Each tour is also an opportunity to fine-tune the staging and the text. Because Gilles and I are playing ourselves, and because our lives continue to evolve, it’s important to update what we are saying. It’s a matter of authenticity and sincerity. We are also adapting some elements according to the audience, which helps us create a greater complicity with its members.
2- It is the first time that a production by Théâtre la Seizième will be performed in Montréal. How significant is this?
Montréal is undoubtedly the epicentre of French-language theatrical creation in Canada. It’s where most of the shows are created, and it is home to a deep pool of theatre artists. Performing in Montréal is an opportunity to show our work to our peers and to enter into dialogue with them in a different way. Montréal audiences have the reputation of being demanding. Every season, they can see many shows. We are a bit nervous about this upcoming encounter, but we have faith in Straight Jacket Winter. We have had the good fortune to perform this play more than 30 times across the country and, each time, it moved the audience and initiated a conversation about isolation and life as an expat.
3- Most performances of Straight Jacket Winter in Montréal have sold out for several weeks, despite the scheduling of two additional performances. That must feel good?
Yes! We are, of course, thrilled that we’ll get to play for nice packed houses! Word of mouth got going with our previous tours, and it looks like it made it all the way to Montréal. I think the connections we are making with Réjean Ducharme’s novel L’hiver de force during the show have probably helped generate interest. Montreal has a special fascination for this unclassifiable author who passed away recently. We should also mention that La Licorne (home of Théâtre de la Manufacture) is a venue that has a fantastic reputation. Its shows are in great demand! Needless to say, we are very excited…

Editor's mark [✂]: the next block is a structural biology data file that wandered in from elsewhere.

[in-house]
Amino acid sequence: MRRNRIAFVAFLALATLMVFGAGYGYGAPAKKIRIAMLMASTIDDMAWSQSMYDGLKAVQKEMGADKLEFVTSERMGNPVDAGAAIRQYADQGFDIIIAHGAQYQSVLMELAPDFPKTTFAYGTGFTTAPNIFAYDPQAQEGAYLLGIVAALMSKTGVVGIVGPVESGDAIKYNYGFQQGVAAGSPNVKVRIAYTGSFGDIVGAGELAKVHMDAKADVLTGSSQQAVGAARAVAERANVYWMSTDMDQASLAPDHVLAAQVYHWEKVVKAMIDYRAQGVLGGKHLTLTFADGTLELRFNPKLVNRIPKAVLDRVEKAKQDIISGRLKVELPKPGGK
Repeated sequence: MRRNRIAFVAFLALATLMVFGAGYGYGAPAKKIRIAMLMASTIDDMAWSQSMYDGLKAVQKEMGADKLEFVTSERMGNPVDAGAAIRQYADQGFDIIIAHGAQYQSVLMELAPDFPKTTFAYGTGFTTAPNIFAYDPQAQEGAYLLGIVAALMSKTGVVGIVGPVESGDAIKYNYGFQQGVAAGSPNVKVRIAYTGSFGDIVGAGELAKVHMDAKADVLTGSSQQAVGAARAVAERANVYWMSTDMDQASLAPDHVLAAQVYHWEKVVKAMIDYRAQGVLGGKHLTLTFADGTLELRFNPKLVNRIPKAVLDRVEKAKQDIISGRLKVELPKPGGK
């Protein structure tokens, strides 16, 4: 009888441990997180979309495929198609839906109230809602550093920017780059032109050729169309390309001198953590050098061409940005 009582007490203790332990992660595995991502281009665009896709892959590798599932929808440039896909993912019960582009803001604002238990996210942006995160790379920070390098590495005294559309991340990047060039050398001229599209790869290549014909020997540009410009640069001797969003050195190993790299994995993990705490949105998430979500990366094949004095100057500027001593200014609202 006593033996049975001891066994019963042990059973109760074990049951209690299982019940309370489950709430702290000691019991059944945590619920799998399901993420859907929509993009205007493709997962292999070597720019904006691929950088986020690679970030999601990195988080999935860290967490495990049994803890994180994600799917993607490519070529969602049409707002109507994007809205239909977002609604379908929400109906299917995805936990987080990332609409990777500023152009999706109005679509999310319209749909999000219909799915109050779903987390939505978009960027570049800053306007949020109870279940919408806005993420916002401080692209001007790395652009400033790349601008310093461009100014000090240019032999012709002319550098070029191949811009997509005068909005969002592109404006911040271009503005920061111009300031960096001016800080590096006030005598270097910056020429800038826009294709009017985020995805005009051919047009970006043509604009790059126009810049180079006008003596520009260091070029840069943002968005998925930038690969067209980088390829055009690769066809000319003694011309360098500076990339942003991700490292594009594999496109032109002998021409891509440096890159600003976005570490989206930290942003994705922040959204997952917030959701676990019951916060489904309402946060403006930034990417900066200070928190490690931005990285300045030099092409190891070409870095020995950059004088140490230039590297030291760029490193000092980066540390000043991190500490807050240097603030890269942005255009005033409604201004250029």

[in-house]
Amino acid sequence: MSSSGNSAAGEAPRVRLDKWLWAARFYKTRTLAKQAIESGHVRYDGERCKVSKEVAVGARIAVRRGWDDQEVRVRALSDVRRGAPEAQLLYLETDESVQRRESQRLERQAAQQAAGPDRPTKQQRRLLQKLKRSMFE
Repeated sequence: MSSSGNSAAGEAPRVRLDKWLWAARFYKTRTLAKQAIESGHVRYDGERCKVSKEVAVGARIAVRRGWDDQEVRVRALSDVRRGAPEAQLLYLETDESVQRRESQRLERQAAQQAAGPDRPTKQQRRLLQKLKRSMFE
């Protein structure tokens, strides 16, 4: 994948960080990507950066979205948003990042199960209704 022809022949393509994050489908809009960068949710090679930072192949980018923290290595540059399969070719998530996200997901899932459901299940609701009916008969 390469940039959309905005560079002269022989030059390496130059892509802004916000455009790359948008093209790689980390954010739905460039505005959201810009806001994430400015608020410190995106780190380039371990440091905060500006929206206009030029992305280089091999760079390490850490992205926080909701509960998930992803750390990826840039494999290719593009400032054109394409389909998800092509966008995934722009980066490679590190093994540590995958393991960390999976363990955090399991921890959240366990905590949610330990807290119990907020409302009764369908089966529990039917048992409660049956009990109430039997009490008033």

4- After Montréal, you go further east for a quick stop in New Brunswick, at the other end of the country (literally). How was this tour organized?
More than two years ago, we workshopped Straight Jacket Winter in front of an audience at Zones théâtrales, in Ottawa. Maurice Arsenault, the artistic director of the Théâtre populaire d’Acadie, in Caraquet, was in the hall. He really liked the show and decided he wanted to present it, even though he did not approve of the English title! [laughter] Marcia Babineau, the artistic director of Théâtre l’Escaouette, in Moncton, joined in, making it possible for us to put together a nice tour in Eastern Canada. These two theatres are known for the unparalleled way in which they treat the artists, and we are really looking forward to dropping by!
Are you looking for an original gift for your friends and family but can’t make your mind up ? Too many choices… Fear of picking the wrong one which will end up in the attic… What about offering theatre ? A gift certificate, a ticket, a souper-théâtre…these may be the solutions to that Christmas gift giving nightmare. Here are plenty of good reasons to put culture under the tree !
|1. For all budgets
At this time of the year, expenses pile up. Looking for an affordable idea for a young adult or something to pamper your in-laws ? From discount tickets at $21 to souper-théâtre packages at $60, there is something to suit every budget at Théâtre la Seizième.
|2. Think green
Christmas time is not an eco-friendly time. Wrapping paper, over-consumption, last minute purchase of things more or less useful… All that stuff fills the garbage bin and is not always recycled.
A play or a gift certificate doesn’t have a big ecological impact. You don’t even have to print anything !
|3. To pamper your loved ones
Studies show that people who consume culture in general, and theatre specifically, are more likely to be happy and in good health. For that person you love, what more could you wish for? Learn more.
|4. A personalized gift